An earlier version of this paper was presented at the meeting of the DSA Economics, Finance and Development Study Group entitled 50 Years of Development Economics: Taking Stock of Controversies, held at the Overseas Development Institute, London, in July 2003. The authors are grateful to participants at the 2003 meeting, Michael Tribe in particular, and to two anonymous referees for many useful comments. The usual disclaimer applies.
Controversies over the impact of development aid: it works; it doesn't; it can, but that depends …†
Article first published online: 20 SEP 2006
Copyright © 2006 John Wiley & Sons, Ltd.
Journal of International Development
Volume 18, Issue 7, pages 1031–1050, October 2006
How to Cite
McGillivray, M., Feeny, S., Hermes, N. and Lensink, R. (2006), Controversies over the impact of development aid: it works; it doesn't; it can, but that depends …. J. Int. Dev., 18: 1031–1050. doi: 10.1002/jid.1335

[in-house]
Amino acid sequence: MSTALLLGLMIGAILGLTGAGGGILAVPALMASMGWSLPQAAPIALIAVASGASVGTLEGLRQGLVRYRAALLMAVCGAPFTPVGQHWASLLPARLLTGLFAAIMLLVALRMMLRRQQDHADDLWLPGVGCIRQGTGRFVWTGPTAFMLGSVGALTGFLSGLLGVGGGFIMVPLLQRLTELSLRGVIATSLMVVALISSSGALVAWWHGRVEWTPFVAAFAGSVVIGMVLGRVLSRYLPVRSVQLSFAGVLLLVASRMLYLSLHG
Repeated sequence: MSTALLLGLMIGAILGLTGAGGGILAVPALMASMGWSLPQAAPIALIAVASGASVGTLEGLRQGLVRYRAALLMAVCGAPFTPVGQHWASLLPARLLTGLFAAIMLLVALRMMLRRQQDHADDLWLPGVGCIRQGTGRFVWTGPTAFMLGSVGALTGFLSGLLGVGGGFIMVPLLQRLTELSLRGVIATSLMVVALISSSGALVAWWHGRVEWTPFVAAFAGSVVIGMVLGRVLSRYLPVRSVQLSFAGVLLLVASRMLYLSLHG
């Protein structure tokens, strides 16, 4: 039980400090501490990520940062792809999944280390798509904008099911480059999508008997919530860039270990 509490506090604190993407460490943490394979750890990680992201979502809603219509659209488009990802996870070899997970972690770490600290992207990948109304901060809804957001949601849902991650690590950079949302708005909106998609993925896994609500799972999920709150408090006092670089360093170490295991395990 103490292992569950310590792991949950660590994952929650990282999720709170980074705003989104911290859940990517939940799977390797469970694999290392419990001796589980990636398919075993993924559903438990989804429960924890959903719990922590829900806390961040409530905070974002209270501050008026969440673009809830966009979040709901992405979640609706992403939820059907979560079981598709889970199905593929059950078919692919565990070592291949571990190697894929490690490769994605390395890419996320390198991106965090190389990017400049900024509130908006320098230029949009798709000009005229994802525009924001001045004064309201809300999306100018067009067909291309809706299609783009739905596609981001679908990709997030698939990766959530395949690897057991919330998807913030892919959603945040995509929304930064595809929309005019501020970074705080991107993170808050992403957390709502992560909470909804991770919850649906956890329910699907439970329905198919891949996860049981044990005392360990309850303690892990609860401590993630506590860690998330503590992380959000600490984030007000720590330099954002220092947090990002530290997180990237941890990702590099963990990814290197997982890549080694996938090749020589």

- Issue published online: 20 SEP 2006
- Article first published online: 20 SEP 2006
- foreign aid;
- economic growth;
- foreign exchange;
This paper surveys five decades of empirical research on the macroeconomic impact of aid, looking mainly at studies examining the link between aid and growth. It argues that studies dating until the late 1990s produced either contradictory or inconclusive results. Aid either worked, or it didn't, according to this research. The paper then highlights a major shift in the literature that coincided with the release of the World Bank's Assessing Aid: What Works, What Doesn't and Why. Practically, all research published since that report agrees with its general finding that aid works to the extent that in its absence, growth would be lower. One controversy may therefore have been settled. Yet, as shown in this paper, the report has set-off an intense debate over the context in which aid works. That debate centres on whether the effectiveness of these inflows depends on the policy regime of recipient countries. Some possible avenues through which the heat might be taken out of this debate are considered. Copyright © 2006 John Wiley & Sons, Ltd.